Final £150,000 needed to save Cobham Dairy

As we get closer to our fundraising target for Cobham Dairy, Anna Keay writes why, amongst a masculine world of banking halls and billiard rooms, this window into the hidden world of 18th-century women needs to be saved.

From right to left- Dr Anna Keay, Director and Alastair Dick-Clelend, Conservation Manager at the Landmark Trust with Mark Hews, Group CEO of Ecclesiastical Insurance outside 18th-century Cobham Dairy near Gravesend. 

 

Thanks to the enormous generosity of our supporters, this year’s raffle and several gifts in Wills, we now have a shortfall of just £150,000 to find in order to rescue Grade II* listed Cobham Dairy. With your support we could start work this October. £954,000 was our starting target to restore the beautiful but fragile little building, and we have unlocked a £200,000 donation from specialist insurer Ecclesiastical

Our Director Anna Keay writes why, amongst a masculine world of banking halls and billiard rooms, this window into the hidden world of 18th-century women needs to be saved.


Historic buildings have often been essentially the preserves of men. Banking halls and debating chambers, clubs and courthouses, billiard rooms and libraries were all part of the masculine sphere, filled with smoke and ink and whiskers, where public life was played out.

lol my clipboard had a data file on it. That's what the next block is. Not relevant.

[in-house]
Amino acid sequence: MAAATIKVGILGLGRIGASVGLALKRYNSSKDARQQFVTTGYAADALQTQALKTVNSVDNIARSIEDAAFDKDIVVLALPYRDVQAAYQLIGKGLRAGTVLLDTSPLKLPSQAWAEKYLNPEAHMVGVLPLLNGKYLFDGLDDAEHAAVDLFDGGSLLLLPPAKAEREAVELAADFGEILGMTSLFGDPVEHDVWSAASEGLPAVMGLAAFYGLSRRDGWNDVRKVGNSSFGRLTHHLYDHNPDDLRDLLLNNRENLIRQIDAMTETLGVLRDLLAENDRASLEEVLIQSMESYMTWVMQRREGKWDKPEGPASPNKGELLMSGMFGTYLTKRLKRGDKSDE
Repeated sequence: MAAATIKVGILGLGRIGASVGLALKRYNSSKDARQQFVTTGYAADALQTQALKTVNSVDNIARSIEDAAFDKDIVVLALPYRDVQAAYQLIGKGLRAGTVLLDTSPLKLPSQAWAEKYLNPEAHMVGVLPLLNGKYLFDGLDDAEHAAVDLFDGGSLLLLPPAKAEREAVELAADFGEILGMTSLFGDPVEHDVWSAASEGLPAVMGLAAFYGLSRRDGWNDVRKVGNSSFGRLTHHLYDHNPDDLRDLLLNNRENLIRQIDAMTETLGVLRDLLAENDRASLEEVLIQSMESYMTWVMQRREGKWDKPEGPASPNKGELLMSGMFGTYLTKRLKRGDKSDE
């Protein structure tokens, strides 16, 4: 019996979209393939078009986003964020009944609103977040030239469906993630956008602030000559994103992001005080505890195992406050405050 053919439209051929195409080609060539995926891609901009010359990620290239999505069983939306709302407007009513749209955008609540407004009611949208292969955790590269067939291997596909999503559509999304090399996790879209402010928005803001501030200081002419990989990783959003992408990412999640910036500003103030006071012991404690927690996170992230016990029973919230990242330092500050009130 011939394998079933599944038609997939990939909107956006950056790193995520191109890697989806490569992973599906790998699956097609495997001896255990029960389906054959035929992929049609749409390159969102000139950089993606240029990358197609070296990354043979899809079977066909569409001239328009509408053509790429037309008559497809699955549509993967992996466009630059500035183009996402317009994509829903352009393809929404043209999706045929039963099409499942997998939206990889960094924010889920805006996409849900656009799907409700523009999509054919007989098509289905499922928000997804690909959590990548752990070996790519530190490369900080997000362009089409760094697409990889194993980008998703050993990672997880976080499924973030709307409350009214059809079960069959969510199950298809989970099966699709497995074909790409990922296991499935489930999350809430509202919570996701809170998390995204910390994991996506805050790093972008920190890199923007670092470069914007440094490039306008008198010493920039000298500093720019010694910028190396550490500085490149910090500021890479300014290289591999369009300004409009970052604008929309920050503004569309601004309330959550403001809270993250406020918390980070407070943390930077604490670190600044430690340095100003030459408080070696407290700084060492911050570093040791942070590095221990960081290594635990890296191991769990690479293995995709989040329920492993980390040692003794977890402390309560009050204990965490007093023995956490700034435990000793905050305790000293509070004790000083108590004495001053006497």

But lying beyond them, more private and secluded, were the areas where women alone held sway. Perhaps the most interesting of all was the dairy, which, from the tenant farm to the royal palace, was the exclusive territory of the women of the house. Whether the room was simple or splendid, overseen by the farmer’s daughter or a duchess, this was a female world. Only fragments of these female domains now survive.

James Wyatt's original designs for Cobham Dairy (credit: Yale Center for British Art)

 

Among the most glorious and the most imperilled is the Dairy at Cobham Hall, which now stands derelict. Cobham Dairy was built in the 1790s by James Wyatt, one of England’s most accomplished and prolific architects, for Elizabeth, Countess of Darnley. The miniature gothic structure he created provided a sanctuary, a space where the traditionally female tasks of making cream and butter could be undertaken by the resident dairy maid and a cool and elegant garden room where ladies could relax away from the summer heat. This highly special little structure is uniquely captivating: both as a miniature masterpiece by a brilliant British architect, but also as a window onto the hidden world of 18th-century women.

The Dairy today

 

Its condition today is desperately sad: though it is listed grade II*, the windows are boarded, the ornate plaster vaulting hangs in collapsed canopies and the exterior stands stripped bare of its original sophisticated slate dressing. The task of saving this gem will be a complex one, a wide range of specialist skills will be needed, and the difficulties of adapting it for modern use will be considerable. This is a challenge that, with your support, Landmark alone can meet: turning our skills and experience to the conservation task, undertaking a careful adaptation to create a magical Landmark for two.

Inside Cobham Dairy 

 


Only with yout help can we helt the decline of this important decaying local building.

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